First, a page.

The election of a Chinese police veteran, Meng Hongwei, to head the global police agency, is "at odds with Interpol's mandate to work in the spirit of the Universal Declaration of Human Rights," Amnesty says.
It was business as usual at the annual Interpol meeting: delegates from all over the world elected a president to lead the organisation on November 10.
This time, the president is from China. Meng Hongwei, China's vice minister of public security since 2004, will lead Interpol, the global police agency, for the next four years.
Rights groups say his appointment is concerning. Sophie Richardson, Human Rights Watch's China Director, told TRT World that if Interpol really wants global credibility as a law enforcement agency, "It needs to explain this election and why as an institution it thinks it's appropriate to appoint somebody who comes from a law enforcement context where the police's explicit job is to support a political party."
Meng was, previously deputy director of China's armed police according to the British newspaper The Guardian. The force is "deployed to the country's most unstable areas, including Tibet, the border with North Korea and the far western province of Xinjiang."
Meng is a Communist Party member, and has explicitly referenced that in how he performed his work.
"'Politics first, party first, and ideology first' is a fundamental principle for peacekeeping forces," he said in a 2014 speech. "We should consistently implement the three 'first' principles in our work ... to build a strong team with a solid political stance."
Interpol is a global police agency established to help with international police cooperation. It is made up of 190 member countries. Some 164 countries were present in this year's General Assembly, represented by 830 police chiefs and senior law enforcement officials.
"In the eyes of children, the police are a symbol of equality, justice, safety, and reliability," Meng told the assembly before he was elected. "China is a country with universal love, and is willing to contribute its efforts to world peace and security."
These words did not ring true for everyone, however. The UK-based human rights agency Amnesty International's East Asia Director Nicholas Bequelin has also criticised the decision to appointment Meng as Interpol's new president.
"The appointment of Meng Hongwei is alarming given China's long-standing practice of trying to use Interpol to arrest dissidents and refugees abroad." Bequelin said in a statement, citing Interpol's mandate to work in the spirit of the Universal Declaration of Human Rights.
"There now needs to be close scrutiny of the kind of notices that Interpol issues at the request of the Chinese government," he said.
Meet Huseyin Celil and Benny Wenda
Huseyin Celil is one such victim, Richardson says. "He's a Uighur who had become a Canadian citizen and was detained in Uzbekistan. And China had put out a Red Notice for him to Interpol. It was a complicated case because it wasn't clear why he was being prosecuted at all."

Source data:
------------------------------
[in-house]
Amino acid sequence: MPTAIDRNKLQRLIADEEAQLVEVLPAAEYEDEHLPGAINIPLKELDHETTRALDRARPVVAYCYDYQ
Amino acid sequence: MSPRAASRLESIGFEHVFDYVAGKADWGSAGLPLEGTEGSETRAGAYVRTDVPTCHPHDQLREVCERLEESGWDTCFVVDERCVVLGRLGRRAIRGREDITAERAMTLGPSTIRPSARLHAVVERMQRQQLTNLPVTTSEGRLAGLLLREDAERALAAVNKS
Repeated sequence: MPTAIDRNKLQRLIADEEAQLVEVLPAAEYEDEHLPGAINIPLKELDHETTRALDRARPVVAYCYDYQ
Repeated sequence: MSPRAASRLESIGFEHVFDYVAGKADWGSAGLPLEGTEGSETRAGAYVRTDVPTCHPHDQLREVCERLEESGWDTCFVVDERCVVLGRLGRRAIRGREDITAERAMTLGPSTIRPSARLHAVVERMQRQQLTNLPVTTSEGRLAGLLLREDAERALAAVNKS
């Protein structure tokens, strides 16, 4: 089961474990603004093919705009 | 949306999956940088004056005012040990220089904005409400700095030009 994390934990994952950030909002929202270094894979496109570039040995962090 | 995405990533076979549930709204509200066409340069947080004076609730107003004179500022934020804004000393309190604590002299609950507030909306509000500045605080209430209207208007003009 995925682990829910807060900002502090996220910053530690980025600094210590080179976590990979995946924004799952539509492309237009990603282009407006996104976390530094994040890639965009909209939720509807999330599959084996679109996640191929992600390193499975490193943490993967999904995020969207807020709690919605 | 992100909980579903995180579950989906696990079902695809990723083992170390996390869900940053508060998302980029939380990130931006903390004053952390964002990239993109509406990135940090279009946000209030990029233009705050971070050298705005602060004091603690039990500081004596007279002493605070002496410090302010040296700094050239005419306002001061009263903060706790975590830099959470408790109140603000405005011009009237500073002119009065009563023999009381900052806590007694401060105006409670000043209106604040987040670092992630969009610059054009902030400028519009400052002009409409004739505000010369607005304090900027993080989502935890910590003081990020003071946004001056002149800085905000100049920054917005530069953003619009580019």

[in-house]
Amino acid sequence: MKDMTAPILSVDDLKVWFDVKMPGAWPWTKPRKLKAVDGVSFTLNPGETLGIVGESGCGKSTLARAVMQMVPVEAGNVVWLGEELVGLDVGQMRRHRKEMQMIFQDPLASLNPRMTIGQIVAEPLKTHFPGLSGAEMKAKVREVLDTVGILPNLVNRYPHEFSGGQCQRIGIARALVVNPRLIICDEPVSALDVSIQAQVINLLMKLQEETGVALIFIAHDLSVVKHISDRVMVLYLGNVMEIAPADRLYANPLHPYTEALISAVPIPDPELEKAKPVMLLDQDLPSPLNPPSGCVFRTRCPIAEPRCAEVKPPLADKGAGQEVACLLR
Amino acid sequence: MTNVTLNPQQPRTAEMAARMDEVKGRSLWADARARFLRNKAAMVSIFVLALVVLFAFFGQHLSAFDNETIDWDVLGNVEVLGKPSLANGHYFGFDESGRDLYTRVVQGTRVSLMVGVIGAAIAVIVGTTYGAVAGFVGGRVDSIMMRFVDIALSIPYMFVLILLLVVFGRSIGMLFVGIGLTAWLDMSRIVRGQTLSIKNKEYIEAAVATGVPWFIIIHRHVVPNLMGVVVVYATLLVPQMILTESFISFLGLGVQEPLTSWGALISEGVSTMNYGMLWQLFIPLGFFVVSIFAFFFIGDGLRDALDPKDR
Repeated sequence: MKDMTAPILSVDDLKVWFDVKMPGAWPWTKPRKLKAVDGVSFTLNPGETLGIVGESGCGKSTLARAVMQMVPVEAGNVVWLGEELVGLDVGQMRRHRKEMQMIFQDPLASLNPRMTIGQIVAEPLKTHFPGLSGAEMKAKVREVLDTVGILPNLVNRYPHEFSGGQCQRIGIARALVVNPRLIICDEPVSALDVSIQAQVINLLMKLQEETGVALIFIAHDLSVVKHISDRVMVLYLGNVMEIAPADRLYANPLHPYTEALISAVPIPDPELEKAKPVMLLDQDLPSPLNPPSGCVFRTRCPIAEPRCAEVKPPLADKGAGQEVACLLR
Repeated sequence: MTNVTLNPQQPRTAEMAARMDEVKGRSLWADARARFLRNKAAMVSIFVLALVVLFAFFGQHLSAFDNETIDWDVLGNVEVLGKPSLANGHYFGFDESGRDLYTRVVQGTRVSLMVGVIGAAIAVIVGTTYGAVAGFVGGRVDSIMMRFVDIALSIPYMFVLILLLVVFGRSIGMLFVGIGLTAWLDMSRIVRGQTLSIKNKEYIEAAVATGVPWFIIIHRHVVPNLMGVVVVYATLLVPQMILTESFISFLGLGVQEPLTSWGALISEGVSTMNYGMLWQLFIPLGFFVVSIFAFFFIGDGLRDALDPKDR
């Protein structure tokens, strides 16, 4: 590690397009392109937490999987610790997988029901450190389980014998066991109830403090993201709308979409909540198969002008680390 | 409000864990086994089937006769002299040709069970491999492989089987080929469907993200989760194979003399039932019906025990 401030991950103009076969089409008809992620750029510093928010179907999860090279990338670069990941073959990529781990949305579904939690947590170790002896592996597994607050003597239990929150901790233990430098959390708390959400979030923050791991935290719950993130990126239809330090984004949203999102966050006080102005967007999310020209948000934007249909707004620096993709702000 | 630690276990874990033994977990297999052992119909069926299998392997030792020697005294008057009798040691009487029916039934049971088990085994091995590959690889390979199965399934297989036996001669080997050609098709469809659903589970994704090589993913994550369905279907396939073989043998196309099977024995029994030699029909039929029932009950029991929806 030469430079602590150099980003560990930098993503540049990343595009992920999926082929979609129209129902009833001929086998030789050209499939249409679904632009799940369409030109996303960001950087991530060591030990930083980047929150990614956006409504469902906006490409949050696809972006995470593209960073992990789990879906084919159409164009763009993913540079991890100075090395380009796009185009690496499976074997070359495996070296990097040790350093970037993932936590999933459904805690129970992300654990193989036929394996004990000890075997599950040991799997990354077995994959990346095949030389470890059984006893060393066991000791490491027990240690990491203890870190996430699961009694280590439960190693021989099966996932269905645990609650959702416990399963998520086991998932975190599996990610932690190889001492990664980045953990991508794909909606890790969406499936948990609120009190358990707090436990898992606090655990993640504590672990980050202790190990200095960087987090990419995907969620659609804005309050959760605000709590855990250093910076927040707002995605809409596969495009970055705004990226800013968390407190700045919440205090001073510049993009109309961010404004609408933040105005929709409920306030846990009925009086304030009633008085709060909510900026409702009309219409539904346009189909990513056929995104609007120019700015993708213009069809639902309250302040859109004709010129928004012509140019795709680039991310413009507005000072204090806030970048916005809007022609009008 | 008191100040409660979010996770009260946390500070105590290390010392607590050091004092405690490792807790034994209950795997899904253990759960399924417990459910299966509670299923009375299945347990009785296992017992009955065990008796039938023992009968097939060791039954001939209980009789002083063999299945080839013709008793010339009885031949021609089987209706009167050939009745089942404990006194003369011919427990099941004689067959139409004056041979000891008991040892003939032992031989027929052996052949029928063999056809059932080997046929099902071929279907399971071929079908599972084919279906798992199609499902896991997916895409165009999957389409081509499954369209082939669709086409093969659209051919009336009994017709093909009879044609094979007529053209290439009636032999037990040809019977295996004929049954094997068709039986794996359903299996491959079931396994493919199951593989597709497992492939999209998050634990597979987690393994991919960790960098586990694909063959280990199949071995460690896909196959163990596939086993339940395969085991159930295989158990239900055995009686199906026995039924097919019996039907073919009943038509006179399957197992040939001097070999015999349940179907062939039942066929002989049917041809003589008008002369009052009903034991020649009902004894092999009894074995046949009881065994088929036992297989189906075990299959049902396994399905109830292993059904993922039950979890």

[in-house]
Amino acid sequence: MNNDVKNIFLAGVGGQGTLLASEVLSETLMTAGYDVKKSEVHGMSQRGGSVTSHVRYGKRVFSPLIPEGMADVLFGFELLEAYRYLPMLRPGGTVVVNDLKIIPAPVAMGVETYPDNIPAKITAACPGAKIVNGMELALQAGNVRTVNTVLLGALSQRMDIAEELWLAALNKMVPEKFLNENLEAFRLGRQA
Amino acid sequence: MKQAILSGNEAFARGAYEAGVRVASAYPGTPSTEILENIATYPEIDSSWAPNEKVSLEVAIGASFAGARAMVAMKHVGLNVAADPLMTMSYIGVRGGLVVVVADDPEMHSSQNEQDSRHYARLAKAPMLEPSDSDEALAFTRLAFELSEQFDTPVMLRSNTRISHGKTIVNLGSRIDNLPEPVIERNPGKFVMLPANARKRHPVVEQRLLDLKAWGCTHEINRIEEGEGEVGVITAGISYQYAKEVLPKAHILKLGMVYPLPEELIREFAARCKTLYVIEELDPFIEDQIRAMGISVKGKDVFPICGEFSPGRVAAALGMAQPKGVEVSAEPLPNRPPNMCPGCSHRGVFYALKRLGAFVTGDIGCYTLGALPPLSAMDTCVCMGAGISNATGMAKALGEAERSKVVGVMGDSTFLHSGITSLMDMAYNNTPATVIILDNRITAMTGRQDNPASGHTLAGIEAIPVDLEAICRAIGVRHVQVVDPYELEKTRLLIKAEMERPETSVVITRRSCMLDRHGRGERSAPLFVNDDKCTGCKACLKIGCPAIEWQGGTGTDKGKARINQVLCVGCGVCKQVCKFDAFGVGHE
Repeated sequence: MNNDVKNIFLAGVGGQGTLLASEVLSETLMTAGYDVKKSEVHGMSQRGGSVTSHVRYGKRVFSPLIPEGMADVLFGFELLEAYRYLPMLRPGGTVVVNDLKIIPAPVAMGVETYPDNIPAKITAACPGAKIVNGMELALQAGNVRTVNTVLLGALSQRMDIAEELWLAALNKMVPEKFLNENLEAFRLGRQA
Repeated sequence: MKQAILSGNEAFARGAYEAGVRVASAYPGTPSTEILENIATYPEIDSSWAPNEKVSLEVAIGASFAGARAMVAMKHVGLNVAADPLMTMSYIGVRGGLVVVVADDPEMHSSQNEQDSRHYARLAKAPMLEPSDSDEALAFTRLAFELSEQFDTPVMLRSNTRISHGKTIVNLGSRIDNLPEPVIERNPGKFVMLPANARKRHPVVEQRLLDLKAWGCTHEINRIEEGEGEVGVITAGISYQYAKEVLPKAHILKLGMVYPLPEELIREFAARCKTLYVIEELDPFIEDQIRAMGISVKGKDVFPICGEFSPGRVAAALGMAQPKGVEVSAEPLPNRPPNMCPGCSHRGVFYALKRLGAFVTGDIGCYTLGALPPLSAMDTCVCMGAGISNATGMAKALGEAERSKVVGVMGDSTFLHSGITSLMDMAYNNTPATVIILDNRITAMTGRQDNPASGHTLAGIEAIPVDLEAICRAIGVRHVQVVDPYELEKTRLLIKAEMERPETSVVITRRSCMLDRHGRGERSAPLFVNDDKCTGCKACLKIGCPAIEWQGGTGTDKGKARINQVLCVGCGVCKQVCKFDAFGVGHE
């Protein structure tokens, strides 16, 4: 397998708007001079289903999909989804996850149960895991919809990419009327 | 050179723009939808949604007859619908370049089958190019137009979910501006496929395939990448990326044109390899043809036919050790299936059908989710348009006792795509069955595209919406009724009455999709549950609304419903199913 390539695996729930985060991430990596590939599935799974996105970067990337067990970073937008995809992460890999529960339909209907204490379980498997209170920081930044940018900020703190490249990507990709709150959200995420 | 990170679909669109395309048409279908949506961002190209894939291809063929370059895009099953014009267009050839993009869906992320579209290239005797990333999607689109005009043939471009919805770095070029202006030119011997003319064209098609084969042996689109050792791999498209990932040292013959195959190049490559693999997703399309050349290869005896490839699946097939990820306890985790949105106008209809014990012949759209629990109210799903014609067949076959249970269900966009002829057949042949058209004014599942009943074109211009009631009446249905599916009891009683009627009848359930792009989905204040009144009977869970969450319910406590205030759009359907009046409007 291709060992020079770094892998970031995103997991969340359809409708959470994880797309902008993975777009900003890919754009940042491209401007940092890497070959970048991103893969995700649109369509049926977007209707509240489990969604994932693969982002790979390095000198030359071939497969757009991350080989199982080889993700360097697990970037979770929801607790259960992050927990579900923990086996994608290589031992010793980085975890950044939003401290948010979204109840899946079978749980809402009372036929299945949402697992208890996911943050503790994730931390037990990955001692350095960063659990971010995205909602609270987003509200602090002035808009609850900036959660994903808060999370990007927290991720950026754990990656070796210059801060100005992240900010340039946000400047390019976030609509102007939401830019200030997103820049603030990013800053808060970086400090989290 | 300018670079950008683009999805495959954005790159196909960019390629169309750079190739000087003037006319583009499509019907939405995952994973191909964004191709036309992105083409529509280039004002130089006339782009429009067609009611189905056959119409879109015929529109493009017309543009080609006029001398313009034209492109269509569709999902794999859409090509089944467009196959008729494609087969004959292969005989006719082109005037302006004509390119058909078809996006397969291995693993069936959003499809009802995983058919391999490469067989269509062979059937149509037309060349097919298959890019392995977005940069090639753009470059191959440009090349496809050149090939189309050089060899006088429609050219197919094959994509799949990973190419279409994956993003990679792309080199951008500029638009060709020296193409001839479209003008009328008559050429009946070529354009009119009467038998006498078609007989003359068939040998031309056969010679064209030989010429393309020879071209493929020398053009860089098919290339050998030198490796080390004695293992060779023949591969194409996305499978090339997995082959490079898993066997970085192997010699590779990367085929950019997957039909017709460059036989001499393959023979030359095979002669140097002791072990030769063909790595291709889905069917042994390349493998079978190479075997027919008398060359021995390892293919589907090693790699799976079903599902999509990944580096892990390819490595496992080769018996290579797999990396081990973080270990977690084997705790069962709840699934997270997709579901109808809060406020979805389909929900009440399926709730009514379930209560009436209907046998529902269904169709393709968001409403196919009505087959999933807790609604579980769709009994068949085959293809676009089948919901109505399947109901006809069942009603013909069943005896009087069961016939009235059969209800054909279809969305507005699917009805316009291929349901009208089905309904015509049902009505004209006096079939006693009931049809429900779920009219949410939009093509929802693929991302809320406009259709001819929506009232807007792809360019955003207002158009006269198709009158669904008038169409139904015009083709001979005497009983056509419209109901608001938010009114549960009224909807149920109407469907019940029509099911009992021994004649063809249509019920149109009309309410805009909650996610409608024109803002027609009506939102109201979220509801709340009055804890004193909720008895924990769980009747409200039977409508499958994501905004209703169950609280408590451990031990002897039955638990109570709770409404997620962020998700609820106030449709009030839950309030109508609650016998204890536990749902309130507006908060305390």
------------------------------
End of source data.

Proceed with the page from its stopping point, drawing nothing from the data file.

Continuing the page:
"China persecutes the Muslim Turkic-language Uighur minority under the flag of ‘terrorism'," HRW's Brad Adams writes. As a member of this minority, Celil had been imprisoned because of his religious activities. He fled China and eventually became a Canadian citizen. During a visit to Uzbekistan, he was arrested and extradited to China, where he is still assumed to be held today.
Others have been critical of Interpol, too. Fair Trials International, a UK-based non-governmental rights organisation, says it has been highlighting the misuse of "Red Notices" since 2012.
Fair Trials published a major report in November 2013 in order to document "how countries across the world are abusing Interpol to persecute refugees, journalists and peaceful political activists."
Article 3 of Interpol's Constitution states "It is strictly forbidden for the Organisation to undertake any intervention or activities of a political, military, religious or racial character." Any detention, arrest or extradition that falls under those classifications would therefore be beyond the scope and internal rules of Interpol.
Fair Trials gives as an example the case of Benny Wenda, who was the leader-in-exile of the West Papuan independence movement. Despite being granted asylum by the United Kingdom, Wenda was the subject of a Red Notice which jeopardised his chances to travel and speak publicly to advocate his cause, not to mention to lead a free life.
While Fair Trials was eventually able to get the Red Notice against Wenda removed, there were many others who needed their help.
"Several had been arrested in different countries, spent years unable to visit their families, or suffered permanent discredit through being publicly associated with criminality on Interpol's website," the report stated.
‘Not a China-specific problem'
"If you go to our website and type in Interpol, I think you would find cases from Eastern Europe and Central Asia. This is not a China-specific problem that Interpol has been hijacked for political purposes," HRW's Richardson says.
Rights organisations recommend broader reforms, especially those ensuring more transparency in elections as well as a robust system of checks and balances. They say they would better prevent the abuse of Interpol notices against political dissidents.